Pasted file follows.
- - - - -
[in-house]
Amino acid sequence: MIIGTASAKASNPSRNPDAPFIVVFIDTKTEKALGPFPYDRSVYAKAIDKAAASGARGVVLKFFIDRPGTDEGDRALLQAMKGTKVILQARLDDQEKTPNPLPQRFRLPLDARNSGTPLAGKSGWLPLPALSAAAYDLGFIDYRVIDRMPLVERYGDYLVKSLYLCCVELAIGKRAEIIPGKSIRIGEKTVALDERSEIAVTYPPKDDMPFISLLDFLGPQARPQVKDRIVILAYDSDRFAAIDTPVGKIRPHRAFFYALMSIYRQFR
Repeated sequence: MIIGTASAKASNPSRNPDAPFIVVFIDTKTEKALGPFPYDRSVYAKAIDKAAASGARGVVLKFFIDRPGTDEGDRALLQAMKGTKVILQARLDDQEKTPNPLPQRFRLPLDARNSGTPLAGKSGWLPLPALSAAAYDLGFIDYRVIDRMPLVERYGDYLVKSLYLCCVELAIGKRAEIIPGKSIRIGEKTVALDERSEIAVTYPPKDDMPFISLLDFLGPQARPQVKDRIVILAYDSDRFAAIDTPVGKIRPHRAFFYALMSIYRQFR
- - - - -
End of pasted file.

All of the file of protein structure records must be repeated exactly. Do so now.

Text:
[in-house]
Amino acid sequence: MIIGTASAKASNPSRNPDAPFIVVFIDTKTEKALGPFPYDRSVYAKAIDKAAASGARGVVLKFFIDRPGTDEGDRALLQAMKGTKVILQARLDDQEKTPNPLPQRFRLPLDARNSGTPLAGKSGWLPLPALSAAAYDLGFIDYRVIDRMPLVERYGDYLVKSLYLCCVELAIGKRAEIIPGKSIRIGEKTVALDERSEIAVTYPPKDDMPFISLLDFLGPQARPQVKDRIVILAYDSDRFAAIDTPVGKIRPHRAFFYALMSIYRQFR
Repeated sequence: MIIGTASAKASNPSRNPDAPFIVVFIDTKTEKALGPFPYDRSVYAKAIDKAAASGARGVVLKFFIDRPGTDEGDRALLQAMKGTKVILQARLDDQEKTPNPLPQRFRLPLDARNSGTPLAGKSGWLPLPALSAAAYDLGFIDYRVIDRMPLVERYGDYLVKSLYLCCVELAIGKRAEIIPGKSIRIGEKTVALDERSEIAVTYPPKDDMPFISLLDFLGPQARPQVKDRIVILAYDSDRFAAIDTPVGKIRPHRAFFYALMSIYRQFR